The news that Manchester City fans have long been craving arrived this week when it was announced that manager Pep Guardiola had signed a two-year contract extension, prompting an understandable outpouring of positivity.
However, less than 48 hours later, the Catalan's nemesis, Jose Mourinho, brought everyone connected with the club crashing back to Earth with a sobering thump.
As Saturday's 2-0 loss at Tottenham hammered home, the harsh reality remains that Guardiola has a lot of work to do if he is to get his current City side back playing like the one that swept all before them in winning back-to-back titles in record-breaking fashion.
There was even an air of predictability about their setback in north London. It just felt inevitable that it was Mourinho who immediately reminded everyone of City's flaws with a textbook demonstration of how to withstand their constant pressure before ruthlessly catching them out on the break.
However, there had previously been nothing but one-sided fights in England. Indeed, during Mourinho's time as Manchester United boss, he even claimed that finishing second to Pep's all-conquering City side was one of his greatest managerial achievements.
On the one-year anniversary of his appointment as Tottenham boss, though, Mourinho proved that not only are his new team potential title challengers, but also that City have a plethora of problems.
Spurs are now top of the Premier League table, for 24 hours at least, and eight points clear of City, who have just one game in hand.
Former Chelsea manager Mourinho has rediscovered his mojo back in London and clearly has plenty left to offer as a master tactician.
City had two thirds of possession on Saturday evening but Tottenham's defence and midfield were expertly drilled, as they stopped the visitors from creating the kind of clear chances that their dominance would normally bring.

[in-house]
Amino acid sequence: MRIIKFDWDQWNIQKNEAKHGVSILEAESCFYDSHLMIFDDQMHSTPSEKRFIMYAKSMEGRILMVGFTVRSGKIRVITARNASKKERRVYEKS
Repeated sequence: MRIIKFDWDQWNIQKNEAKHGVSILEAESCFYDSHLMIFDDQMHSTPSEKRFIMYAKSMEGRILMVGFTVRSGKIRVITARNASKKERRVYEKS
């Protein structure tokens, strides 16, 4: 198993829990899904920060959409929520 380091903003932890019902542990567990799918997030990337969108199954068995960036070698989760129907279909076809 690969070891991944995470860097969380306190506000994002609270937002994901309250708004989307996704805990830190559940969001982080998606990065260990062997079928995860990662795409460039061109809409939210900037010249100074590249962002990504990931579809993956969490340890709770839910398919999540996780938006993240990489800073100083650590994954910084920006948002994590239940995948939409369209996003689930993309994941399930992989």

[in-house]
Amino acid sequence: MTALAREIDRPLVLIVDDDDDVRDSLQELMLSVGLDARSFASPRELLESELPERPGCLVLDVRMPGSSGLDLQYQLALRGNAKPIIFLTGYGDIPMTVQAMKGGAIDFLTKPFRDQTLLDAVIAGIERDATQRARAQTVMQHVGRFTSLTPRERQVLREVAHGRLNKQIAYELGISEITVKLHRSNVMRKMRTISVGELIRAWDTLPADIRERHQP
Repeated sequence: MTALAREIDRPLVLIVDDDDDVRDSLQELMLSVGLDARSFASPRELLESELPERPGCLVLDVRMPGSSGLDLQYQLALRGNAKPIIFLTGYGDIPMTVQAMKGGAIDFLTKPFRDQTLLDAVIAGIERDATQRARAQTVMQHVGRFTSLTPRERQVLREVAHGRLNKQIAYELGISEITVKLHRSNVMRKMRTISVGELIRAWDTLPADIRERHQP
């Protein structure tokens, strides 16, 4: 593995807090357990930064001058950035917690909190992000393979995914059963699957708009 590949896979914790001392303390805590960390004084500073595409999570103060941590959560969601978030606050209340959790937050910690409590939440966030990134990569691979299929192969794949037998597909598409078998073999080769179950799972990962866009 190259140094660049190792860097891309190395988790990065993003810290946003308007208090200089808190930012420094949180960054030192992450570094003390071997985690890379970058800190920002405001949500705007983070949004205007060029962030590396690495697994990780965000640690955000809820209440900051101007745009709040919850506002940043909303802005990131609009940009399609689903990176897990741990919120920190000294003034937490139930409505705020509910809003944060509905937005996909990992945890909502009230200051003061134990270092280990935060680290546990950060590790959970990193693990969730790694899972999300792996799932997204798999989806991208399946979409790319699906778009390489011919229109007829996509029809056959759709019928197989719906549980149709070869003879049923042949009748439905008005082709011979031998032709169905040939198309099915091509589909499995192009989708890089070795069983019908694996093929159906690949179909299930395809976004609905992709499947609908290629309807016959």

And, in Harry Kane and Son Heung-min, Mourinho has two players that have developed a brilliant understanding of how to pick off sides on the break.
Spurs had just two shots on target in 90 minutes but, so ruthlessly efficient are the front two, that was all they needed to see off City.
Mourinho was at his mischievous best in the build-up to the clash, questioning Raheem Sterling's exclusion from England duty, as he tried to once again get under Guardiola's skin by suggesting the winger had been advised to feign injury in order to remain fresh for the trip to London.
As it was, though, the winger began on the bench and the two managers were all smiles before kick-off, although only one of them was laughing at full-time, with Mourinho having secured a decisive and deserved victory.
If it wasn't at all shocking to see the Portuguese spoil Guardiola's good mood, it was arguably just as unsurprising to see Son serve as a party-pooper.
The South Korean's fifth-minute strike was his fifth goal in his last five appearances against City, and his 11th in total this season.
From City's point of view, it was a poor goal to concede, too.
Coming into the game, the burgeoning defensive partnership of Aymeric Laporte and Ruben Dias had been starting to fill in the cracks that have opened up in City's defence over the last 12 months.
However, they were both dragged towards the clever Kane, allowing Son to dart in behind to latch on to Tanguy Ndombele's lofted ball over the top before neatly finishing under Ederson.
With the South Korean now having six goals in total against City, only Jamie Vardy (nine) has scored more times against Guardiola's side.
And that's not insignificant. Both are explosive forwards that break directly and quickly to expose the risk that comes with playing a high line.
Countering that kind of attacking threat is a puzzle that Guardiola has yet to work out. He's willing to take risks, of course, but it becomes an even more dangerous ploy when his own forwards prove so profligate in front of goal.
Indeed, with City having netted just 10 times in their opening eight Premier League matches, adopting such a bold approach now looks like a bigger gamble than ever before.
At least the new contract means that Guardiola has a bit more time to figure out if the risk is still worth the reward...